The integral of the root x, can be found using power rule. The integral of $\sqrt x $ with respect to (x) is:

\[

\int \sqrt x \, dx =\frac{2}{3} x^{3/2} + C

\]

Here, (C) represents the constant of integration, which is added because the process of integration determines the antiderivative up to an arbitrary constant.

## Proof of integration of root x

To integrate the square root of $x $ (i.e., $\sqrt{x}$), we express it as $x^{1/2} $. The integral is then:

$$ \int \sqrt{x} \, dx = \int x^{1/2} \, dx $$

To integrate this, we use the power rule for integration:

$$ \int x^n \, dx = \frac{x^{n+1}}{n+1} + C $$

where $C $ is the constant of integration. Applying this rule:

$$ \int x^{1/2} \, dx = \frac{x^{(1/2) + 1}}{(1/2) + 1} + C = \frac{x^{3/2}}{3/2} + C $$

Simplifying the fraction:

$$ = \frac{2}{3} x^{3/2} + C $$

So, the integral of (\sqrt{x}$ is:

$$ \frac{2}{3} x^{3/2} + C $$

## Integration based on root x

$$ \int \sqrt{ax + b} \, dx = \frac{2}{3a} (ax + b)^{3/2} + C $$

**Proof**

Choose a substitution that simplifies the integrand. Let ( $u = ax + b$ ). Then, ( $du = a \, dx$ ) or ( $dx = \frac{du}{a}$ ).

Substitute ( u ) and ( dx ) into the integral:

$$= \int \sqrt{u} \cdot \frac{du}{a} $$

$$= \frac{1}{a} \int u^{1/2} \, du $$

$$= \frac{1}{a} \cdot \frac{2}{3} u^{3/2} + C $$

Here, ( C ) is the constant of integration.

Substitute back for ( u ) to get the final answer:

$$\int \sqrt{ax + b} \, dx= \frac{2}{3a} (ax + b)^{3/2} + C $$

## Definite Integral of root x

To evaluate a definite integral of the root x, $\int_a^b \sqrt x \, dx$, where $ a $ and $ b $ are the limits of integration, we follow a similar process as with the indefinite integral and the we’ll apply the limits at the end.

$$

\int_a^b \sqrt(x) \, dx = [ \frac{2}{3} x^{3/2}]_a^b

$$

## Solved Examples

**Question 1**

$$ \int \sqrt{3x – 1} \, dx $$

**Solution**

Choose a substitution that simplifies the integrand. Let $ u = 3x – 1 $. Then, $ du = 3 \, dx $ or $ dx = \frac{du}{3} $.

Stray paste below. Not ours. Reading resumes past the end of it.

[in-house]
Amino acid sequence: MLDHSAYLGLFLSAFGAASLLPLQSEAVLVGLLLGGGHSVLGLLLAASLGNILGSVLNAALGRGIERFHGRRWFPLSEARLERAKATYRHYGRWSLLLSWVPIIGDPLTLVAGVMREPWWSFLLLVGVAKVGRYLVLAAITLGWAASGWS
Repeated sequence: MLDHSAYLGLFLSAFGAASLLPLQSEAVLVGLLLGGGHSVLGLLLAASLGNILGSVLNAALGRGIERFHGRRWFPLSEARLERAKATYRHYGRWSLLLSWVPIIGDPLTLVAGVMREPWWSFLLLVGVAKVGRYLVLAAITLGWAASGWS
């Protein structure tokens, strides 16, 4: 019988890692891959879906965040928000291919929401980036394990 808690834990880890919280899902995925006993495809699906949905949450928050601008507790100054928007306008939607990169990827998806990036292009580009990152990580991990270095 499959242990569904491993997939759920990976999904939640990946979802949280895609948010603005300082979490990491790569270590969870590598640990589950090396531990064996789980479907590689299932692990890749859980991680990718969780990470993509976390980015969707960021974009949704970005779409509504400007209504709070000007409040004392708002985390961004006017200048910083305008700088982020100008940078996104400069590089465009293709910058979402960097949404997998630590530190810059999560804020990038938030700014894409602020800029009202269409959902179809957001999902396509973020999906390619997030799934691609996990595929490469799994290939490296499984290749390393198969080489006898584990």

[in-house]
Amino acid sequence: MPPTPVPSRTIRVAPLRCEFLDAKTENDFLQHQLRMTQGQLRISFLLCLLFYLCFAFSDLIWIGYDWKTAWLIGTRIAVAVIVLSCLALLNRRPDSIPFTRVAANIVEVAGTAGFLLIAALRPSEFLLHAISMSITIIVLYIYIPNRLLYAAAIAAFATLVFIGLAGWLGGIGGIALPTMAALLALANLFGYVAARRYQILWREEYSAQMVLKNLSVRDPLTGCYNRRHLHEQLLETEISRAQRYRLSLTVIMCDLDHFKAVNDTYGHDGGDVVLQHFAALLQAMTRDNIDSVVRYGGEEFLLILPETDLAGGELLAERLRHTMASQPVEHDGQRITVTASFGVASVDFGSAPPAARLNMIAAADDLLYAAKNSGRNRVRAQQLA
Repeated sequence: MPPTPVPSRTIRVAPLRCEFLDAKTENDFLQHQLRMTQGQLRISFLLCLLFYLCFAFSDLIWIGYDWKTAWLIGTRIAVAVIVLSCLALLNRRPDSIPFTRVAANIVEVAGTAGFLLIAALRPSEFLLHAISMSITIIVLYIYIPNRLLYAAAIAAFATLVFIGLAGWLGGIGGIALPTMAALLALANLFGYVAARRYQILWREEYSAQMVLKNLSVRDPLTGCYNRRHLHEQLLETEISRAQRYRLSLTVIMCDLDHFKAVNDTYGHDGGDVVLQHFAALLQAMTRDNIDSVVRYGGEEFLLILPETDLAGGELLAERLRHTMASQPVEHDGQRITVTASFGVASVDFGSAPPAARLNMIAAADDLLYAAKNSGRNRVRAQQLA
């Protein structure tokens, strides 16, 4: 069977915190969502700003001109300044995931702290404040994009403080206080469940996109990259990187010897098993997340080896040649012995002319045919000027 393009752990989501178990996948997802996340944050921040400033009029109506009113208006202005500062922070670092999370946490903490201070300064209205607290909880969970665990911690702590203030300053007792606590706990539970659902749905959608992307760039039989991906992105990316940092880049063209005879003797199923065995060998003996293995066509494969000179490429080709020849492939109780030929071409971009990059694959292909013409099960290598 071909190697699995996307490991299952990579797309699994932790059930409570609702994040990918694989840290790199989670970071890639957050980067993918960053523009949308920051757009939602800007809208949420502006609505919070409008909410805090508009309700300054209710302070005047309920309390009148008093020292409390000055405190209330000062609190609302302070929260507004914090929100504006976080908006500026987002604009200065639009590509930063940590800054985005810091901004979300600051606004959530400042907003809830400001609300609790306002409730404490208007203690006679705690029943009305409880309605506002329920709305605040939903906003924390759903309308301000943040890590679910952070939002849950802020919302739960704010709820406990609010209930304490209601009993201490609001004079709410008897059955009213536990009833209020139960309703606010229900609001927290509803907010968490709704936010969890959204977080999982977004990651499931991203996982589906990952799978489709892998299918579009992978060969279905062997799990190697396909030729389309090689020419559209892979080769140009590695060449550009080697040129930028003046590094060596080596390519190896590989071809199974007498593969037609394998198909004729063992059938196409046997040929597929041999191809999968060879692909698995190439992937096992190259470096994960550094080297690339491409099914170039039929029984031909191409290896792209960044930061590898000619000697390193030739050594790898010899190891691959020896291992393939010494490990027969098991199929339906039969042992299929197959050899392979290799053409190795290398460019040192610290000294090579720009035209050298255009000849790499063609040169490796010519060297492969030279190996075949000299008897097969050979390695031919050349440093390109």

Substitute $ u $ and $ dx $ into the integral:

$$ =\int \sqrt{u} \cdot \frac{du}{3} $$

You can simplify this to:

$$ =\frac{1}{3} \int u^{1/2} \, du $$

Now integrate with respect to $ u $:

$$ =\frac{1}{3} \cdot \frac{2}{3} u^{3/2} + C $$

Here, $ C $ is the constant of integration.

Substitute back for $ u $ to get the final answer:

$$= \frac{2}{9} (3x – 1)^{3/2} + C $$

**Question 2**

$$ \int \sqrt{x} \cdot \ln(x) \, dx $$

**Solution**

Integrating $ \sqrt{x} \cdot \ln(x) $ requires the use of integration by parts.

$$ \int u \, dv = uv – \int v \, du $$

- Let $ u = \ln(x) $ (since the derivative of $ \ln(x) $ is simpler than its integral).
- Then $ dv = \sqrt{x} \, dx $ (since we know how to integrate $ \sqrt{x} $).

Then

- $ du = \frac{1}{x} \, dx $.
- $ v = \int \sqrt{x} \, dx = \int x^{1/2} \, dx = \frac{2}{3} x^{3/2} $ (using the power rule).

Therefore

$$ \int \sqrt{x} \cdot \ln(x) \, dx = uv – \int v \, du $$

$$ = \ln(x) \cdot \frac{2}{3} x^{3/2} – \int \frac{2}{3} x^{3/2} \cdot \frac{1}{x} \, dx $$

$$ = \frac{2}{3} x^{3/2} \ln(x) – \frac{2}{3} \int x^{1/2} \, dx $$

$$ = \frac{2}{3} x^{3/2} \ln(x) – \frac{2}{3} \cdot \frac{2}{3} x^{3/2} + C $$

$$ = \frac{2}{3} x^{3/2} \ln(x) – \frac{4}{9} x^{3/2} + C $$

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